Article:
Study fails to tie social media with violence

| Updated: December 31, 2017 11:49:43

Study fails to tie social media with violence

Violent extremists use the Internet to attract younger audiences, disseminate contents and foster direct dialogue with young people, a United Nations agency-backed study found, but more research is needed to find out if social media has an effective role in radicalisation.

"Rather than being initiators or causes of violent behaviours, the Internet and social media specifically can be facilitators within wider processes of violent radicalisation," according to a research conducted for the UN Educational, Scientific and Cultural Organisation (Unesco).

The goal of the study was to answer the question: "Does social media lead vulnerable individuals to resort to violence?"

According to the authors, violent radicalisation generally entails a number of tools, and should be seen in the context of other communication platforms and significant social factors, such as the political, social, cultural, economic and psychological causes.

The findings, youth and violent extremism on social media, are based on more than 550 studies in Arabic, English and French which were published in scientific literature and so-called 'grey literature' outside the traditional and publishing channels.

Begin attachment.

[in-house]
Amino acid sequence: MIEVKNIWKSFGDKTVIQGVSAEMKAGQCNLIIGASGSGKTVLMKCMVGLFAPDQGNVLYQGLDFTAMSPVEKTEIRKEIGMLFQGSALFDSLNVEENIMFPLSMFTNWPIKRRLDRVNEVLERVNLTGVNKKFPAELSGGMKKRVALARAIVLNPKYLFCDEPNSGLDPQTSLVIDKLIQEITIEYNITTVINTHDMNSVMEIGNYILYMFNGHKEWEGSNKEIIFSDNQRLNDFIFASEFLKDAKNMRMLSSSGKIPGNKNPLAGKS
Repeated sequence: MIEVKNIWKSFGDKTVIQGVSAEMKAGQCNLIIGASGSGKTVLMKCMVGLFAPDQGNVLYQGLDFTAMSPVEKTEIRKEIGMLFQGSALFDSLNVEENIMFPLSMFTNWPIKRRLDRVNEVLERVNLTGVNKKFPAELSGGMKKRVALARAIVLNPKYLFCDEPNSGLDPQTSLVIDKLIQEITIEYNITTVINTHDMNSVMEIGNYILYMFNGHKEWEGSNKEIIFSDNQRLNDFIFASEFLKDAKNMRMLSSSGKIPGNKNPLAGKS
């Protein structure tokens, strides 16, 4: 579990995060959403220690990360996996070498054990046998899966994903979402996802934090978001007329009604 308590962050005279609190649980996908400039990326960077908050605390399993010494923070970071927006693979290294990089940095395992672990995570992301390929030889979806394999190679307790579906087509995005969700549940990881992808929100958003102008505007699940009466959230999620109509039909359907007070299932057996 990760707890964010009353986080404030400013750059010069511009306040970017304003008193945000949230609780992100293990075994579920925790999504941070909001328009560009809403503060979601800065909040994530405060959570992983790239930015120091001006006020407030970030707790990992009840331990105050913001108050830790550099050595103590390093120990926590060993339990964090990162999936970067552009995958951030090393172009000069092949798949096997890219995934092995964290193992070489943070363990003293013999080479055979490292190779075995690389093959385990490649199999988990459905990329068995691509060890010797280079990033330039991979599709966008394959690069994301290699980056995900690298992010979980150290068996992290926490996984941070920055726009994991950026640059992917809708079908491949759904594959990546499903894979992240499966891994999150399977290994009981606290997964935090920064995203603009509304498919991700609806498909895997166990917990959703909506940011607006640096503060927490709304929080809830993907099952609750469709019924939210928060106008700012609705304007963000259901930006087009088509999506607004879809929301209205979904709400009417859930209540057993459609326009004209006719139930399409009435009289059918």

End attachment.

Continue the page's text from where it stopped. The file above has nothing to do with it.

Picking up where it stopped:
The study also found that the use of social media is meant to foster fear among internet users and to polarise societies, according to UN News Centre.

In response, attempts to combat social media use have not proved effective, but could 'damage online freedoms, especially freedom of expression, freedom of information, privacy and the right to association,' the study reported.

Among other points, the authors recommend that governments should recognise the status of women as both actors and targets of online radicalisations, and support greater representation of women.

The study also recommends that news media avoid "fear-mongering, stereotyping, confirmation bias, fake news and the creation of "media panics", and to reassert the importance of media ethics in the face of radicalisation of young people for violent extremism."

With the rapid growth of Internet and social networks in cyberspace, online radicalisation has become a worldwide issue, especially in Asia.

Online radicalisation in Asia was analysed according to four geographic areas-- Central Asia, South Asia, Southeast Asia and East Asia.

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